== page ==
blackened144Every time I hear someone talk smack about Vista, I see the Windows Mojave commercial playing in my head. Most people, and not necessarily the people on this site, that I have met that talk smack about Vista are only repeating what other people have said and have never even used or seen the OS themselves. I have no complaints with Windows Vista as is, but Im looking forward to using Windows 7 too.
    The whole Mojave thing is very misleading however. For example when people go "Its so much faster" remember the laptop used was no doubt with a fresh installation and modern hardware that was not out when Vista was first released. So of course its "faster" when even compared to XP if the hardware is newer and the harddrive simply contains the OS. Also notice how on the Mojave experiment it never shows what the people actually do on the laptop? Its not like they had a 2nd laptop with the same hardware with XP on it to compare it to either.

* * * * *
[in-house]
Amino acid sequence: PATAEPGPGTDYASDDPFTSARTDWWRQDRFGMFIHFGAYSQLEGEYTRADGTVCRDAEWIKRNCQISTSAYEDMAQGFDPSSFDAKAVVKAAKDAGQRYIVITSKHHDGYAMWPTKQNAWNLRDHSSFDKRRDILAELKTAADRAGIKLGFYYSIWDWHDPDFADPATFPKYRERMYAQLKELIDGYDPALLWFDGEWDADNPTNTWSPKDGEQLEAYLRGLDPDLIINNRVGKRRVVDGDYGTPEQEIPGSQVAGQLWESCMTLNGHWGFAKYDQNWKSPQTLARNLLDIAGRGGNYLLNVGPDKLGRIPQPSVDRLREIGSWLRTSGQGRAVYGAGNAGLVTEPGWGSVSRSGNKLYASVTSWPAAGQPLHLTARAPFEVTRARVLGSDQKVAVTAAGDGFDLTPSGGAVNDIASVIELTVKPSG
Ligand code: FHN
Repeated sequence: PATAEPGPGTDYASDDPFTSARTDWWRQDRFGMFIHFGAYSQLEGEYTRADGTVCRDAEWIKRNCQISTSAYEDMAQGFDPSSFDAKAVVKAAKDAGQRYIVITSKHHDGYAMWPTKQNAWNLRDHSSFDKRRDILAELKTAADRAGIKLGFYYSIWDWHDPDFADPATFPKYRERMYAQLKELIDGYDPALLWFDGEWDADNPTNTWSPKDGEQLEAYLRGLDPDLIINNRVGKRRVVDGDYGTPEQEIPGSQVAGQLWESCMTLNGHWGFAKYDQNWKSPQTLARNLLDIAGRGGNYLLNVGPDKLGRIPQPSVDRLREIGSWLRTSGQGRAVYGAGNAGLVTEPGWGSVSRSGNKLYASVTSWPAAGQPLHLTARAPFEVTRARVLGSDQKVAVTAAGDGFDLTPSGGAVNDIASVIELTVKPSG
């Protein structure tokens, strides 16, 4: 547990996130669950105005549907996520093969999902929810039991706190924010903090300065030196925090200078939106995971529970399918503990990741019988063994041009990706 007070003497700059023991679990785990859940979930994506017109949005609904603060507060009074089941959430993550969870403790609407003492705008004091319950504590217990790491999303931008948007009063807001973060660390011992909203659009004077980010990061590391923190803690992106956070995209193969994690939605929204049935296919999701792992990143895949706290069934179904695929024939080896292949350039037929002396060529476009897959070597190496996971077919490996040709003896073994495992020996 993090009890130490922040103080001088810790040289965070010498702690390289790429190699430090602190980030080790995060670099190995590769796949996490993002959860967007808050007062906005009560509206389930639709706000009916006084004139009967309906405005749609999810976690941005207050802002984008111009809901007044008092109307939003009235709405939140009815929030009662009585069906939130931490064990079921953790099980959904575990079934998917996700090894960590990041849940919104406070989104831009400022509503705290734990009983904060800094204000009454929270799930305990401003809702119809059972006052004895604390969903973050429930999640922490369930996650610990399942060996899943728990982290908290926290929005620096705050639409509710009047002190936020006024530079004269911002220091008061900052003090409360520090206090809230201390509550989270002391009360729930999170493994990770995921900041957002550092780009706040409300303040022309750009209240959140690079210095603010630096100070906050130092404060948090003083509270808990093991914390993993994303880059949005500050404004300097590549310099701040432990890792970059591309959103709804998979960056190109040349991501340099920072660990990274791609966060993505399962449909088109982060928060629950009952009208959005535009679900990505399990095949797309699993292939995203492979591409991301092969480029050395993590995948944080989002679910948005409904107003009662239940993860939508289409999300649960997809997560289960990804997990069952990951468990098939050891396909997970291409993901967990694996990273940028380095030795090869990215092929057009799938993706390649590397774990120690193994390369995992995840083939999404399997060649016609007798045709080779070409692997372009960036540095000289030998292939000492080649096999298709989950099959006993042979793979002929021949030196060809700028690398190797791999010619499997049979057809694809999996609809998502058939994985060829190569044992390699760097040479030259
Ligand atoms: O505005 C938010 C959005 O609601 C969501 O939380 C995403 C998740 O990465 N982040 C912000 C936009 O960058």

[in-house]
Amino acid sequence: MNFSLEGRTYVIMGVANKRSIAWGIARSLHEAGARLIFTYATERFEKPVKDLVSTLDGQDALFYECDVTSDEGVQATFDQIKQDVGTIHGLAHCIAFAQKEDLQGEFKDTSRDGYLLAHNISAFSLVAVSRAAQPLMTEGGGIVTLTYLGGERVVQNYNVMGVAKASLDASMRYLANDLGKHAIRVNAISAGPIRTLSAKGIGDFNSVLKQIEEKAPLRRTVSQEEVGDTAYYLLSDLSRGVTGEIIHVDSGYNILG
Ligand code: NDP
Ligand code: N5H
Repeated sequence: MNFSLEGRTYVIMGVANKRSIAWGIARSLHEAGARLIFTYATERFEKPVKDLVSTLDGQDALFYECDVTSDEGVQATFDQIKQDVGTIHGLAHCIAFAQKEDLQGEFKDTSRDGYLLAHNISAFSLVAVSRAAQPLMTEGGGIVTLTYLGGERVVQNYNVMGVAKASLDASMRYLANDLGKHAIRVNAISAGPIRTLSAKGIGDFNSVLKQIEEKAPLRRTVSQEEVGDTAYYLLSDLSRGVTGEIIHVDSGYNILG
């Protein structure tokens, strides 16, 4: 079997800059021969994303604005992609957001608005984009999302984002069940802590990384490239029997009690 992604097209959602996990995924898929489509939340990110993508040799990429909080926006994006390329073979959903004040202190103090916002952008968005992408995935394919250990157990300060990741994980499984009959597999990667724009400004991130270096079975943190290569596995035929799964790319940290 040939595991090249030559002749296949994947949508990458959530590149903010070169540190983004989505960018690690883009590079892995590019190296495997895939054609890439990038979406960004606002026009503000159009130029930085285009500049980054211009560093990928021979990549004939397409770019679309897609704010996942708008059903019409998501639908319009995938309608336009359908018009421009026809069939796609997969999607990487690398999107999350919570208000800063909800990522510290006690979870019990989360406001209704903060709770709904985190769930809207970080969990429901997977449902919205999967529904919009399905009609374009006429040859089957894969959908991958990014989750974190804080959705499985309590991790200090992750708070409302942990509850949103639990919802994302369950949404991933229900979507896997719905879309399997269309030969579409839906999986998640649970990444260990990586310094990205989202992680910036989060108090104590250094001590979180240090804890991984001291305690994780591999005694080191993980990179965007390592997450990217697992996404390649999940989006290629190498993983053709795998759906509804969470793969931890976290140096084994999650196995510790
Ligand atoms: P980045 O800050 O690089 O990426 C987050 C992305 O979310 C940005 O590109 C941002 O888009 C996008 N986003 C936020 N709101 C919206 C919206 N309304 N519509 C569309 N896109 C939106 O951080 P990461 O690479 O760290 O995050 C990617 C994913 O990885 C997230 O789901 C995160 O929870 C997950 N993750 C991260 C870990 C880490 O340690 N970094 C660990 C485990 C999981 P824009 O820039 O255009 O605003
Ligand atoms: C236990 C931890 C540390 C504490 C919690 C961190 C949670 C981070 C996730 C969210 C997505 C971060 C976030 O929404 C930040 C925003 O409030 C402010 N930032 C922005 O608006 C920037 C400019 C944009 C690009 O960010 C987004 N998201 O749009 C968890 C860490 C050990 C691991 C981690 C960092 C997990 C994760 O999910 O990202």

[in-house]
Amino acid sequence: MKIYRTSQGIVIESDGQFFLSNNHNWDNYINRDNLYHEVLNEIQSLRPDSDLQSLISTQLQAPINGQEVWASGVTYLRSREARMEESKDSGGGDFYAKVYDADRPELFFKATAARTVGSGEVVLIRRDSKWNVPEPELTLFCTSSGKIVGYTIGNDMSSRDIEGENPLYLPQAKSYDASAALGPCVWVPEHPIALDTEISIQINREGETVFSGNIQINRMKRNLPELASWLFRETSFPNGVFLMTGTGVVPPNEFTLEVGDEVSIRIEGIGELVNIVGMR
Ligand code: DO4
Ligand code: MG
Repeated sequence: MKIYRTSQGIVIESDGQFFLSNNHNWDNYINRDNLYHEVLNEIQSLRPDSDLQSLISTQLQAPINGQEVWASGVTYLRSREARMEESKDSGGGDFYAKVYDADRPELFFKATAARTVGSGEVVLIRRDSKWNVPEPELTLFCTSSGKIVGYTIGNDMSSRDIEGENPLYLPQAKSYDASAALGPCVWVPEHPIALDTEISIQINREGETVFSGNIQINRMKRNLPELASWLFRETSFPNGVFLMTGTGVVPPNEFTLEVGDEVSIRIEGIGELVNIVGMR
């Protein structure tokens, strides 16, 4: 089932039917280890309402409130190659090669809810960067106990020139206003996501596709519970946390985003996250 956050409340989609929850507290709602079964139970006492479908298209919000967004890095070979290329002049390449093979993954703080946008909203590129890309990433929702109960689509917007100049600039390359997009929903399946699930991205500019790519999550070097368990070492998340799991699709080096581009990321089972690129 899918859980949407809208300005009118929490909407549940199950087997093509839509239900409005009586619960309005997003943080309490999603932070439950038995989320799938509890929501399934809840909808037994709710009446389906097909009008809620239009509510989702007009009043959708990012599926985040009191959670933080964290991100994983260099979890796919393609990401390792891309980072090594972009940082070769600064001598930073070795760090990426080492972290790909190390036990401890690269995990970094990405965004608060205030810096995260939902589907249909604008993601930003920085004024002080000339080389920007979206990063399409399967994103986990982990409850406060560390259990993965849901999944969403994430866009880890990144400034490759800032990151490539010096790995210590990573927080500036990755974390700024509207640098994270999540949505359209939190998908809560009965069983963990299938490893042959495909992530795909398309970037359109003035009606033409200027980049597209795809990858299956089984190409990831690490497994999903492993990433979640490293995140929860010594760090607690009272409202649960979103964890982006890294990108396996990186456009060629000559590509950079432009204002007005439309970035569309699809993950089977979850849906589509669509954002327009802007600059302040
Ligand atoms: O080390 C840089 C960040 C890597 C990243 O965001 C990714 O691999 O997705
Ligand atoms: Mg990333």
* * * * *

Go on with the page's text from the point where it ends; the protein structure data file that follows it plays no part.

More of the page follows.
You also can't tell me its not biased as it was conducted by Microsoft and no one ounce of criticism is shown. It also seems they targeted people they believed to not have much knowledge when it comes to computers or at least that's all they decided to share with us in the results.
    Reply
  • silversound
    Im currently on XP, but I really hate my gf's dell vista machine. So many sofewares included my corporate antivirus wont work on vista! I admit some of the software is a bit old, but I dont see a reason to switch to vista if you already have XP unless you need 4GB+ RAM to do some crazy work. But sure vista does look better, will wait and see windows 7 and mac's snow leopard
    Reply
  • DXRick